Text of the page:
Design conceived, Will and Ron approached the experts. “We talked to SMETCO,” said Will. Working together, they kept the four stackers, and chose SMETCO-supplied conveyers, a SMETCO up-ender and a SMETCO lead-board remover. A National Pallet bandsaw dismantler was also part of the operations.

   Then it was a matter of connecting everything. “The brains of it all was designed by SMETCO,” said Will. By the “brains,” Will explained he meant the programmable logic controls.

   The line can accommodate a varying number of repair tables. The system is using six repair tables currently and recycling 3,000 pallets per day.

   Although the SMETCO line has been in storage twice, it works as flawlessly as ever, said Will. “We’ve changed some air valves” over the years, he explained. “We haven’t changed any of the design at all.” The original system also had a SMETCO plater although it is not being used now.

   New repair stock for Pallet King is supplied by a mill that Will has owned for about 10 years. The mill is a lumber remanufacturing plant. It buys random length 2x4, 2x6 and 4x6, cuts to length and resaws the material into deck boards and stringers. The mill buys softwood, such as Douglas fir, Hemlock fir, pine, Ponderosa pine and SPF.

   The principal equipment in the mill was supplied by Samuel Kent Baker Inc., including a multi-trim saw, a horizontal band resaw system and a double-head notcher. The mill also is equipped with a gang-rip, two Kantech chop saws and a Hazledine chamfer.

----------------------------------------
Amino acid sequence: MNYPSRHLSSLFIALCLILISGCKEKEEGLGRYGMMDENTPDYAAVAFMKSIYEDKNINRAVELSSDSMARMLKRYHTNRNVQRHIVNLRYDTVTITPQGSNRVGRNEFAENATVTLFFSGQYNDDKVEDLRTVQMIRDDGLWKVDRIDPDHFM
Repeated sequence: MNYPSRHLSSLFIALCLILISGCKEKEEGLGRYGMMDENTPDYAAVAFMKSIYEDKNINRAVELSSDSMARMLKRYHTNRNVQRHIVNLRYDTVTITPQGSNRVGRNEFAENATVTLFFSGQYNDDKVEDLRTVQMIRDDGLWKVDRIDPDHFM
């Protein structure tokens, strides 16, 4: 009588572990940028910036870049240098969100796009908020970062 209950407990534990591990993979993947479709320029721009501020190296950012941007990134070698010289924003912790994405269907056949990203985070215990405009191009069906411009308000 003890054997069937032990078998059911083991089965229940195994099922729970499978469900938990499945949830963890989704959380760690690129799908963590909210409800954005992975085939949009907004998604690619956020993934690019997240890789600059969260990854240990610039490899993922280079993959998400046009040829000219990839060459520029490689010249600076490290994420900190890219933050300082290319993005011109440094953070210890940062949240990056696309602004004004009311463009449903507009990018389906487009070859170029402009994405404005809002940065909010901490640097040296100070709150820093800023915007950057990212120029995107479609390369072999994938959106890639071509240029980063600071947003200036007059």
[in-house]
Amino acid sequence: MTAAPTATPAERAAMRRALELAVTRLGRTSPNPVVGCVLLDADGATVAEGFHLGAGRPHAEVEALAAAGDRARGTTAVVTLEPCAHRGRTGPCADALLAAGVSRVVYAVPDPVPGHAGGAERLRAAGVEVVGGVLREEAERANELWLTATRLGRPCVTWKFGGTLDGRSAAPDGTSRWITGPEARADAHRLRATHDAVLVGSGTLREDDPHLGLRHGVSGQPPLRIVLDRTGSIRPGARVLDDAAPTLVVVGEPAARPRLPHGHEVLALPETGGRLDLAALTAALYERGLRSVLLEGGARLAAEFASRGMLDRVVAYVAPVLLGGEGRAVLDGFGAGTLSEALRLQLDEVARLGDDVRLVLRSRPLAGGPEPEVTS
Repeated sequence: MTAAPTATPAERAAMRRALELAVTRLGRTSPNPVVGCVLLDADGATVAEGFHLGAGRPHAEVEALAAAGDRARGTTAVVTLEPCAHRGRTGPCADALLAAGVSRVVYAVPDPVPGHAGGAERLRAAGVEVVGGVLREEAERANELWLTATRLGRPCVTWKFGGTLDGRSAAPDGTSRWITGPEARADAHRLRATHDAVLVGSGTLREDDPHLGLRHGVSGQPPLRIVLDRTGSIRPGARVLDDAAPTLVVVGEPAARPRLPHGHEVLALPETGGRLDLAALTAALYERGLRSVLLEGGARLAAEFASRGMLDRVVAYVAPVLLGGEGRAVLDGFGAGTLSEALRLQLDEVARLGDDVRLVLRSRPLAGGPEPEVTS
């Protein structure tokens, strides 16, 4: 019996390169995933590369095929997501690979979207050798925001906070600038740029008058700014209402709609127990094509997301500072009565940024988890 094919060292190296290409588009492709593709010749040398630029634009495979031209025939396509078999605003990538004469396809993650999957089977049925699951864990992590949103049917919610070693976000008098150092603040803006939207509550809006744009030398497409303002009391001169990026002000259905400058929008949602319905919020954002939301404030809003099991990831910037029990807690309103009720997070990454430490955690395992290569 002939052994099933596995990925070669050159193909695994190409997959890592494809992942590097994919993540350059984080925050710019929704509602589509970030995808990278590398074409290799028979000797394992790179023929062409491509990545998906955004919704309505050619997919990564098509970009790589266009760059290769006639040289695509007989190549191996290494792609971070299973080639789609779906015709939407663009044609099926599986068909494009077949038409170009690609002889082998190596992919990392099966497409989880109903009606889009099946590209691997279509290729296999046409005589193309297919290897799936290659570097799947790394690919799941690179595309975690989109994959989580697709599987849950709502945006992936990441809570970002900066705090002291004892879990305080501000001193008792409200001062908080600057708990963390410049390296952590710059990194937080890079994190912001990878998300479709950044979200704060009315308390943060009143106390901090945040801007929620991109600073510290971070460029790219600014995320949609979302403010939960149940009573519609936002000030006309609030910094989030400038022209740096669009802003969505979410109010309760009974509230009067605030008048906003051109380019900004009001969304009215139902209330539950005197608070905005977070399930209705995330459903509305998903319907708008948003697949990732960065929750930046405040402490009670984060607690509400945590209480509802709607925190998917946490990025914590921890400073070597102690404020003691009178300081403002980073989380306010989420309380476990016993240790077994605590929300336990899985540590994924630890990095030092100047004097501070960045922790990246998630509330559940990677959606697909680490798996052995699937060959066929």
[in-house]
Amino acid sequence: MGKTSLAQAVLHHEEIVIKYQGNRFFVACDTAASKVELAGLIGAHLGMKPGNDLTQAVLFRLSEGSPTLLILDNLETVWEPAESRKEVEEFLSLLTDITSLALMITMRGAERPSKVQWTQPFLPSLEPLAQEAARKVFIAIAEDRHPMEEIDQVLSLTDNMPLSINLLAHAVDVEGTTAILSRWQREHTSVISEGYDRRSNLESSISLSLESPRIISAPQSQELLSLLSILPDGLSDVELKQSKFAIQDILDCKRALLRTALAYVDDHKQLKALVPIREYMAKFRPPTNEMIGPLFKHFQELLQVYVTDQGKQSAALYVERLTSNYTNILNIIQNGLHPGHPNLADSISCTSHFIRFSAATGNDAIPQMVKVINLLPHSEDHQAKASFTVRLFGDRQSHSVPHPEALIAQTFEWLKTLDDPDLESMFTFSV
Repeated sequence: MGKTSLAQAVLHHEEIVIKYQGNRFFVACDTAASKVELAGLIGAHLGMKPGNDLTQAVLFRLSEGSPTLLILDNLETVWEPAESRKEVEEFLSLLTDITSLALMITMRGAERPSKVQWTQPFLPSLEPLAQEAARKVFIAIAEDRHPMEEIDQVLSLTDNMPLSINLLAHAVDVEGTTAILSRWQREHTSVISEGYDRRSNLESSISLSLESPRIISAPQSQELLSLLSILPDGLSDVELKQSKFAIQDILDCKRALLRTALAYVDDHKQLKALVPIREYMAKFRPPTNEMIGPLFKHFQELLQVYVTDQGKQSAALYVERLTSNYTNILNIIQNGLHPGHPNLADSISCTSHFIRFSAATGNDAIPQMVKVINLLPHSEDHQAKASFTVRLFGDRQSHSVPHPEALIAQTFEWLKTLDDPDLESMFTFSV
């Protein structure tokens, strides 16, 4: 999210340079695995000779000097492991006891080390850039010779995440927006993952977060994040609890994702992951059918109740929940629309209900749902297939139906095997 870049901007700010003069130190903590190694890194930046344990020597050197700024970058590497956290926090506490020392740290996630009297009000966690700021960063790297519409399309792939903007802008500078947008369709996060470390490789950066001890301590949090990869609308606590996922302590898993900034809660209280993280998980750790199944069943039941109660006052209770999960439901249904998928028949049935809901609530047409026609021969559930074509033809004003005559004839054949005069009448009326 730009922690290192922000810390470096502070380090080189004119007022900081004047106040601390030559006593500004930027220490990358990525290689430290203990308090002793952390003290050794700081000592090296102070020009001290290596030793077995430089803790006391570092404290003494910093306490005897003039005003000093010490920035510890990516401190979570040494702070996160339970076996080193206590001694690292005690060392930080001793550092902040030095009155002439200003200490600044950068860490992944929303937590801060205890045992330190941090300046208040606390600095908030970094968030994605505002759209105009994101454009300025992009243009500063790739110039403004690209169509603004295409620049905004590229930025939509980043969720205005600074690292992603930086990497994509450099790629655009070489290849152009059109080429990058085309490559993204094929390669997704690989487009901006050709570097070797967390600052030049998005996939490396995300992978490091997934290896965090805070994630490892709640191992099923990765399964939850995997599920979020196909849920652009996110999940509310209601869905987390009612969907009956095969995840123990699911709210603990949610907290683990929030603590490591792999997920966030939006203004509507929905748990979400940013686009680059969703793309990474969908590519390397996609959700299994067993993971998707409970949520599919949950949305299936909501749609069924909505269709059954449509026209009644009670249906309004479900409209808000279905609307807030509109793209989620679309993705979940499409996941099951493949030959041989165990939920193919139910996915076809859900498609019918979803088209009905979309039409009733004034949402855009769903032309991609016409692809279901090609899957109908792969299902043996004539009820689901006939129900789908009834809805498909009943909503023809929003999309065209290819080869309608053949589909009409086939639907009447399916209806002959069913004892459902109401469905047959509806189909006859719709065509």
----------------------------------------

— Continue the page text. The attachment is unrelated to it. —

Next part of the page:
The mill is certified to provide heat-treated pallet lumber and has three Temp-Air heat-treating systems. “We use propane” as a heat source, said Will, but a simple valve change makes it possible to tap natural gas as an alternative. The auditing agency for the heat-treating processes is West Coast Lumber Inspection Bureau.

   All scrap wood material generated by the mill and Pallet King goes to companies that haul it away for a reduced fee. At Pallet King, pallets are repaired with Stanley-Bostitch power nailing tools and nails. The mill uses a wide variety of vendors to supply and maintain saw blades.

   With three decades of experience in the pallet industry, Will has quite a vantage point to assess changes in the industry and logistics.

   After studying engineering for a time, Will became chief of ramp services for a major airline. “I’m sort of a natural mechanic,” he said, good at “working on machinery.”

   He got into pallets by chance. “I had a very good friend of mine that had a lot of pallet problems,” explained Will. “I said you should do this, you should do that. He asked me to do it. I got it started.” Once the operation got going, Will decided to keep it going. He had applied some of the expertise he gained in ramp operations to the initial plan, but not all of it.

   Will figured he could replicate the best schemes for moving airline passenger baggage to expedite pallet recycling. However, he soon realized that pallet sorting operations could be prohibitively expensive.

   When Will first used the SMETCO automated repair line, it was mainly to recycle #1 GMA pallets. “Target only repaired 48x40s, #1 GMAs,” he said. The SMETCO system was so efficient that Will also was able to buy the #2 GMAs, excess #1 GMAs and odd-sized pallets and to make a good profit. “Unfortunately, someone else came in and said they would do all the repairs for nothing,” said Will, just taking the surplus pallets in exchange.